Letters from the September 17, 2005, issue of Science News

Just Feynman

A lot of people ask how someone like Richard Feynman, who played the bongo drums, loved practical jokes, and was an amateur safecracker and a bon vivant, could also win a Nobel Prize in Physics (“Dr. Feynman’s Doodles: How one scientist’s simple sketches transformed physics,” SN: 7/16/05, p. 40). Actually, all of Feynman’s disparate characteristics are entirely in keeping with each other. In psychiatrist Carl Jung’s terms, Feynman was an extraverted (Jung’s spelling), intuitive type. These are people who can make leaps of understanding that seem to have no logical connection. These types seem rather off-the-wall in their personal, as well as their professional, lives.

Robert G. Chester
Tumwater, Wash.

The sidebar titled “Van Go” in the article on Richard Feynman states: “On May 11, 1998, Feynman diagrams were briefly in the public eye when a post office in Lake Worth, Fla., used one of them as its stamp cancellation to honor Richard Feynman, who had died in February of that year….” Richard Feynman died in 1988, not 1998.

Jon L. Nauert
Mount Vernon, Wash.

A late change in the article indeed introduced the error. Feynman died 10 years before the stamp cancellations.—Editors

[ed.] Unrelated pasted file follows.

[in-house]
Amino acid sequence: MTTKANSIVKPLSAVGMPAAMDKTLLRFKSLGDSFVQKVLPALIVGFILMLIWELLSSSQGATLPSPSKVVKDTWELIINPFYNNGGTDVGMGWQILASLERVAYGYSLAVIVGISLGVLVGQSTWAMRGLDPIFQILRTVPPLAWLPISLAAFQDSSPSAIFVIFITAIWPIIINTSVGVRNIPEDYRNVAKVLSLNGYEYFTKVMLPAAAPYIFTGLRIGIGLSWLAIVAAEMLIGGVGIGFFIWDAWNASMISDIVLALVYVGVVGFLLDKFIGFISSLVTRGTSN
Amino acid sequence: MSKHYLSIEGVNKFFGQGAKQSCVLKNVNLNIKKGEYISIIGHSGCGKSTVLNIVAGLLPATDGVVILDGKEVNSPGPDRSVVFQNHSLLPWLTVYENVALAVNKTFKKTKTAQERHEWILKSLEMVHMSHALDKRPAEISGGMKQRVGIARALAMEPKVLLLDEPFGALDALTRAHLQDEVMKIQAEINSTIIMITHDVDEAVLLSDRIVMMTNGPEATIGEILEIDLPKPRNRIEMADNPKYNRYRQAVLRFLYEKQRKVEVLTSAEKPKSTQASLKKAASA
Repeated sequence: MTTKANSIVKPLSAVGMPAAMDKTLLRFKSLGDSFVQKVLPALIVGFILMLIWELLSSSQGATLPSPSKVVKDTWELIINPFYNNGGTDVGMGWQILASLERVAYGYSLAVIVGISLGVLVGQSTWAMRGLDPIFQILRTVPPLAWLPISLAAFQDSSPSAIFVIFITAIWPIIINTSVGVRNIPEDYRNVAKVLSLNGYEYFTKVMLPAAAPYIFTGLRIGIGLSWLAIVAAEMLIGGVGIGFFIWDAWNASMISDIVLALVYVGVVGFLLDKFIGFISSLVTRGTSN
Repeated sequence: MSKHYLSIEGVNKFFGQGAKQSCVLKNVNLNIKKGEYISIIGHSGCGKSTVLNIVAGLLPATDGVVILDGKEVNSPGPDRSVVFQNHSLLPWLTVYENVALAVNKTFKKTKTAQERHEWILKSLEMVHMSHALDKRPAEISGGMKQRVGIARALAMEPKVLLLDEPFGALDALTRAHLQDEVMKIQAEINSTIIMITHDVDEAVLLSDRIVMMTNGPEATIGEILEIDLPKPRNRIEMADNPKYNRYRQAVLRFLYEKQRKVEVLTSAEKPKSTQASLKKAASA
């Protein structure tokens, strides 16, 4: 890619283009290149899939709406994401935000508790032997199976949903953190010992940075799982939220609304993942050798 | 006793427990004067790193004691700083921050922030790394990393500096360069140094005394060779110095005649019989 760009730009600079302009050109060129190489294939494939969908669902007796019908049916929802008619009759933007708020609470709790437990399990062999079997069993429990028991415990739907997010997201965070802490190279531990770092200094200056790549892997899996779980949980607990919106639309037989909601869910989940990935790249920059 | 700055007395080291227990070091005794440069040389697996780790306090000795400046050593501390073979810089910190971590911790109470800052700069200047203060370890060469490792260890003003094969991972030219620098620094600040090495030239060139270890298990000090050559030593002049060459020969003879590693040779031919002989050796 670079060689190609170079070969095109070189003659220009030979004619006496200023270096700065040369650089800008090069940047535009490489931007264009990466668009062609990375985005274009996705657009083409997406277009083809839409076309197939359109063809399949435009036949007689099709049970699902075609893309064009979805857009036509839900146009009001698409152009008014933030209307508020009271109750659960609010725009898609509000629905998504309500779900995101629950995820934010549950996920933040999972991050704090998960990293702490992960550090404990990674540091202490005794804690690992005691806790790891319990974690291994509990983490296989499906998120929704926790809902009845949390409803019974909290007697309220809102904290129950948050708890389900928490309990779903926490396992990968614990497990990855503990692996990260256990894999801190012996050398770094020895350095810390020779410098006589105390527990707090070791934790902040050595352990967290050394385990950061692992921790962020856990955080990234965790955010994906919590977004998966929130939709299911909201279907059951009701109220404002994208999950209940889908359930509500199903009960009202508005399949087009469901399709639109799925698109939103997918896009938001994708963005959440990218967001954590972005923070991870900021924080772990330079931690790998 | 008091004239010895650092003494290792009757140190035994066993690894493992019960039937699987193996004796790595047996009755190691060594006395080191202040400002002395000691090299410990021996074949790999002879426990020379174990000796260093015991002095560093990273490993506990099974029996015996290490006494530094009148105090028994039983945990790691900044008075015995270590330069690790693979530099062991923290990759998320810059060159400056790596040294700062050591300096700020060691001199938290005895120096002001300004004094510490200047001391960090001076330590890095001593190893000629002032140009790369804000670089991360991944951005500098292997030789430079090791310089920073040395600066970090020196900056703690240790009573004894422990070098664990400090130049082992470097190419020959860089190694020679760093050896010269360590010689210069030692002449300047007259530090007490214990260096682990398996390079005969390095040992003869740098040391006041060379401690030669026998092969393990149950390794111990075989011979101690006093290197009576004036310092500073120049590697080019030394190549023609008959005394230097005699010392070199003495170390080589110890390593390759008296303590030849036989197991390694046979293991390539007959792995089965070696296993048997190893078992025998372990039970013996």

Green peeves

I have some problems with “Mommy Greenest: Evidence grows for parental care in plants” (SN: 7/23/05, p. 59). The section regarding alpine thistles seems to ignore the huge moisture-collecting effect of aboveground matter, such as dead plant remains, that results from condensation of dew. Experiments need to be done that control for this and for the increased amount of organic matter found at the “mother’s” site versus another site. Also, the article reeks of excessive anthropomorphism.

Elizabeth Oscanyan
Philomont, Va.

Aboveground plant debris does collect moisture, and that process is considered one of the mechanisms by which offspring plants get extra water near a fallen parent plant. In the experiment described, the plots were similar, if not for the presence of the fallen plant.—S. Milius

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